• Actually, it was the incredible screwup in 1967 that occurred when the Army bought an open-ended license to the M16 TDP from Colt but not the TDP itself that has been a primary driver in the Army looking at OTHER rifles over the years.

            In other words, the DoD sticks with the M16/M4 family because it *works*, and the cost of transitioning over to another platform simply cannot be justified by the miniscule (if any) improvements possible versus the *enormous* infrastructure costs in changing over.

  • Mr.T

    ”The trunnion of the AK-12 appears almost unchanged from the AK-74 ”
    This is like saying every 7 lug bolt is ‘almost unchanged from Ar15’

    • John

      I would imagine it is different. Wasn’t it marketed as a do-everything chassis? The Ak-12 was billed as an assault weapon, SMG, shotgun, and light support weapon all in one similar to the stoner. I’d like to see how the pinged and welded barrel evolved to a quick change barrel in this design.

      • Esh325

        My understanding is that a quick change barrel AK-12 is/was in the works and is separate from the regular AK-12.

  • northafrican

    still no bolt hold open

    • mechamaster

      True, it would be perfect if it has bolt-release button like VEPR 12.

  • n0truscotsman

    Now that is sexy. I like.

    • J

      Unless they design a new magazine, that isn’t a possibility.
      They have massive stockpiles of 74 mags, they wont change anytime soon.

      • Esh325

        I think they would have to put a raised portion in the followers like the Yugo magazines, it wouldn’t be a real BHO though like an AR15. I guess if they make a 5.56×45 version that takes STANAG mags you can have it then.

  • Anonymoose

    It’s got a 2-shot burst setting? What’s the ROF again?

    • Joshua

      No it is not AN-94 fast, the basic AK operating system doesn’t allow for 1,800RPM 2 shot operation.

      • Sam Schifo

        In my opinion a 2 round burst is more usable than a three round burst anyway, it basically allows for a double tap without having to think about it.

      • Anonymoose


  • dg13

    The safety/selector markings seem confusing…looks like 4 positions (safe, single, 2 round, full) but it looks like the lever only has 2 positions….anyone know what is going on there?

    • J

      It probably has 4 positions in that short travel, knowing how a normal AK selector works, and how far that travels at the axis point.
      safe, auto, burst, semi, in that order
      currently on semi, I’m guessing.

      • John

        That sounds like a terrible design and apt to cause error/overtravel

        • J

          I’ve got that backwards, it’s currently on safe
          I wouldn’t want to deal with that under stress

    • dp

      In pictures I have seen previously, there were 2 levers in the roster. This may not be full-fledged military version.

      • dg13

        2 levers makes more sense…

      • dg13
        • dp

          Exactly, that’s what I meant.

      • Mr Mxyzptlk

        Those two levers are not both safeties, the bottom lever is the safety/selector, and the top one is a lock that secures the top cover. Due to the typical AK top cover design it was not secure enough to take a rail (hence why most solutions involve either the side mounting or a rail that reaches backwards from a handguard) so the solution was a latch that would fix it more securely rather than just using that little button thing attached to the rear of the guide rod.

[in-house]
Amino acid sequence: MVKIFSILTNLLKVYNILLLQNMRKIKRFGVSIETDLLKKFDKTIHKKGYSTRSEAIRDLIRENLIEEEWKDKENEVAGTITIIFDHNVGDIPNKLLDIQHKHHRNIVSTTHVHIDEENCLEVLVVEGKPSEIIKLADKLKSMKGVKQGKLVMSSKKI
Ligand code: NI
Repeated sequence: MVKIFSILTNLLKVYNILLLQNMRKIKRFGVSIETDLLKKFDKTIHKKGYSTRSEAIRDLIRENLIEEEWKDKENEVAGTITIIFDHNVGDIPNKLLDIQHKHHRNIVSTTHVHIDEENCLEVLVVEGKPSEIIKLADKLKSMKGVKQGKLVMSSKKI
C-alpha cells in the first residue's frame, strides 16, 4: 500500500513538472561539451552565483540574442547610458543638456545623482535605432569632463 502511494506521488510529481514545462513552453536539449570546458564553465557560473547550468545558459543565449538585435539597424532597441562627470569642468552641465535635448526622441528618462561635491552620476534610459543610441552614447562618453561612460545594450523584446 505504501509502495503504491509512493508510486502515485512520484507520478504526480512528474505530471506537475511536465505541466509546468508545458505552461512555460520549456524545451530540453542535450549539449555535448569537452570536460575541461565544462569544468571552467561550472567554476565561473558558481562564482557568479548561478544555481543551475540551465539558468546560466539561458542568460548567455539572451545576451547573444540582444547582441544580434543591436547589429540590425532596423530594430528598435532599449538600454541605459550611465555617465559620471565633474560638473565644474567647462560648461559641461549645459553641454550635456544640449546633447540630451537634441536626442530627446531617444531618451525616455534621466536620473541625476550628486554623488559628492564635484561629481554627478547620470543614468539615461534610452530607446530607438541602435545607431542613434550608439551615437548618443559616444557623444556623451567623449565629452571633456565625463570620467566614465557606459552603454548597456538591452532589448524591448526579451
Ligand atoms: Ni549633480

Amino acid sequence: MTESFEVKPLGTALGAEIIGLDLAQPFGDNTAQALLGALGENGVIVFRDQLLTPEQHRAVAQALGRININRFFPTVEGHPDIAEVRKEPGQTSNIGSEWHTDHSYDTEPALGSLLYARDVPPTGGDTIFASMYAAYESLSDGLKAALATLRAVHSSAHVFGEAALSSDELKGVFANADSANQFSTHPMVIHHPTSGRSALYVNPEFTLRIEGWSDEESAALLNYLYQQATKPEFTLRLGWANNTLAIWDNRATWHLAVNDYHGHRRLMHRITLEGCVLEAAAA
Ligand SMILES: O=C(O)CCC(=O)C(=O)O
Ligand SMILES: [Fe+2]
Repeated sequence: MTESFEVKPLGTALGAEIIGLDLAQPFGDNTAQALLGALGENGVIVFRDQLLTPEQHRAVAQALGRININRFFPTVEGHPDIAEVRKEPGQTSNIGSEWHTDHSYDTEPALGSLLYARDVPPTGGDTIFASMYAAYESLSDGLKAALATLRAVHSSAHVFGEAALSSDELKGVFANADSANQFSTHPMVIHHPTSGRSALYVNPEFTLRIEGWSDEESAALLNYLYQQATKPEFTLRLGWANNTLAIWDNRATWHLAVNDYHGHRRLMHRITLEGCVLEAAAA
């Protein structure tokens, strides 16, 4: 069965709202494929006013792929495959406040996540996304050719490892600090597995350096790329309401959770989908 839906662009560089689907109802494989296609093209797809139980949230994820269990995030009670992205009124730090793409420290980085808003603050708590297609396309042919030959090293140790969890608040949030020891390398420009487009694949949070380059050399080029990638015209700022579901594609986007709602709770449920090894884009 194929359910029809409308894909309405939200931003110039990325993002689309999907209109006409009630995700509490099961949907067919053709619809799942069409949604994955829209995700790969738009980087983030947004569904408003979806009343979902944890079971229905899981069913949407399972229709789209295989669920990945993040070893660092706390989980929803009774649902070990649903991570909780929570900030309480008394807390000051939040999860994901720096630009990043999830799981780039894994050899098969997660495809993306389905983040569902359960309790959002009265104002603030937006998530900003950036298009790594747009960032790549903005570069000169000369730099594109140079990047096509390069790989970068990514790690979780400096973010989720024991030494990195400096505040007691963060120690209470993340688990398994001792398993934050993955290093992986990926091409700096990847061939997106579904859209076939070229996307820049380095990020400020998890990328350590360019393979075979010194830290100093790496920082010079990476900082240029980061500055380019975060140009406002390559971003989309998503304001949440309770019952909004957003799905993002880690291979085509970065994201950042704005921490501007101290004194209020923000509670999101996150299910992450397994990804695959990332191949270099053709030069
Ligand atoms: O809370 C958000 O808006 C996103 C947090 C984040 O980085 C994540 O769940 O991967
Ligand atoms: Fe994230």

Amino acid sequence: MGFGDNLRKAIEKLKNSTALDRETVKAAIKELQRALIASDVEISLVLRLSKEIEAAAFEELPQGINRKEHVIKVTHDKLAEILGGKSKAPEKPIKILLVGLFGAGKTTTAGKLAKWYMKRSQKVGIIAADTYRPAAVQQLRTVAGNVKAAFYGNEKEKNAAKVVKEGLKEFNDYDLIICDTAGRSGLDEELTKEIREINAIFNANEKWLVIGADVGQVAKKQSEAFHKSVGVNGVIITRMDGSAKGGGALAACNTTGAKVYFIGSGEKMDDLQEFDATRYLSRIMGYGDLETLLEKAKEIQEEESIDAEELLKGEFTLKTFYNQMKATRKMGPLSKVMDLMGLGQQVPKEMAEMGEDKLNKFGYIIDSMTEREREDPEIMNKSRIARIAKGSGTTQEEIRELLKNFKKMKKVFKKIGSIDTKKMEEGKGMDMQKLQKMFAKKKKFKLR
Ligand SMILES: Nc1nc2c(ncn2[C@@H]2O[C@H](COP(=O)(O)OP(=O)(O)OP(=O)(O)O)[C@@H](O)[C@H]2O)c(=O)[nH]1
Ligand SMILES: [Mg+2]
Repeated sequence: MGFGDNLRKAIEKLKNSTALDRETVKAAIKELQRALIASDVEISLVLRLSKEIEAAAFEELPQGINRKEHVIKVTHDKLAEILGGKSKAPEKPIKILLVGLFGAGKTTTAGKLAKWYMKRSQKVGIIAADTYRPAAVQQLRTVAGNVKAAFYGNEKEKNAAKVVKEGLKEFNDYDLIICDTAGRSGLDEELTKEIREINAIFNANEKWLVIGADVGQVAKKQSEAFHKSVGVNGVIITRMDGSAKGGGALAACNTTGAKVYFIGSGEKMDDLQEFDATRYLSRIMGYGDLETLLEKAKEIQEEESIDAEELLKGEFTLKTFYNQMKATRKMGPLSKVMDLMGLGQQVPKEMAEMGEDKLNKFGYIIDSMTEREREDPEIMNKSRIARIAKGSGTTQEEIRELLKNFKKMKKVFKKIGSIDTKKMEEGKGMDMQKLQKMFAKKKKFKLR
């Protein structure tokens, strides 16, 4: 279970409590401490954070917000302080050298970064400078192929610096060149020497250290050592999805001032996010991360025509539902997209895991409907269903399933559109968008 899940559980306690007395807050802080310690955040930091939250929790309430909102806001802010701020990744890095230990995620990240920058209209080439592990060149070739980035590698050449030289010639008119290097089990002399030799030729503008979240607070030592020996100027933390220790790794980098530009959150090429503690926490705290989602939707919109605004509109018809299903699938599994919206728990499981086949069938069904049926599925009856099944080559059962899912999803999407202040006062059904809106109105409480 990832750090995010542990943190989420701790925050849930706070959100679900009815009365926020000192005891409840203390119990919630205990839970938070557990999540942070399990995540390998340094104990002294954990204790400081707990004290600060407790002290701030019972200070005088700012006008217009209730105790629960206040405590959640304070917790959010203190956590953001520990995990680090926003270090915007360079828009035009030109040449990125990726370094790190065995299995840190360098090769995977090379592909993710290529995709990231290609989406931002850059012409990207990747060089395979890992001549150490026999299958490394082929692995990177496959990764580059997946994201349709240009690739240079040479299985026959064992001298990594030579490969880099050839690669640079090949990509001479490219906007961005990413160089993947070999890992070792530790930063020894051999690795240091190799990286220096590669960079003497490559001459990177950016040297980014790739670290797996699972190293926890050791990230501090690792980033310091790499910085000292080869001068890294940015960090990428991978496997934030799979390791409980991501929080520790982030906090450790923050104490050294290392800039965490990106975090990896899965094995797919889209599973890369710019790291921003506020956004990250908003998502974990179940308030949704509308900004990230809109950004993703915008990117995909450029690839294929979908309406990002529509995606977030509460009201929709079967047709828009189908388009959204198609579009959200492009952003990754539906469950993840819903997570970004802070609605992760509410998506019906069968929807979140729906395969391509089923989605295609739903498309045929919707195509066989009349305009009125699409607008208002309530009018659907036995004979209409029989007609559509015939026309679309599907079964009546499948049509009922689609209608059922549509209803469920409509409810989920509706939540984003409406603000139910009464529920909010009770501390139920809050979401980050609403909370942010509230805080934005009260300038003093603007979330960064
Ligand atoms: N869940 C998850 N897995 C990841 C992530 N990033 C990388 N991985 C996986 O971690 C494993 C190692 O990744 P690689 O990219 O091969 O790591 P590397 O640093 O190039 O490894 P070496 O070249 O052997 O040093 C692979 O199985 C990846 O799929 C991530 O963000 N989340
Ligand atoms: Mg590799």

I initially though that this part was just missing from this gun, but based on the fact that there is no recess stamped for it and the fact that the hole is empty when it is disassembled, I guess it is a cross pin which secures the top cover in some way. I have no idea though whether this is a new design, whether this is a pre-production gun and the lever is the current design, or if this is a difference that is on civilian or export guns, or something else entirely.

  • ColonelColt

    It should be noted that this actually seems to be a new variant of the AK-12 that, as far as I’m aware, we haven’t seen before. The big difference is the dust cover/top rail in the back coupled with the handguard that seems to extend back on the left side to act as a shield for the opening in the dust cover. The charging handle on the right looks like it dog legs up under the handguard to the same point on the earlier models where the reversible charging handle stuck straight out. It also seems to ride over the side of the rear cover now. I wonder if they did this to clear certain optic mounts, or simply to make it more like the position on a traditional AK. Even if the rifle retains the ability to switch the charging handle from side to side I think we’ll still see many Russian operators using it on the right due to training.

    The magazine catch is also quite different and no longer appears to have a push button for magazine release or bolt hold open (we’re not sure which). This one is extended back for trigger finger operation and has a larger surface for striking with the next magazine. The piece protruding from the front of the magazine catch, contacting the back of the magazine, I can only surmise is some sort of “kicker” lever to help get the empty out of the gun.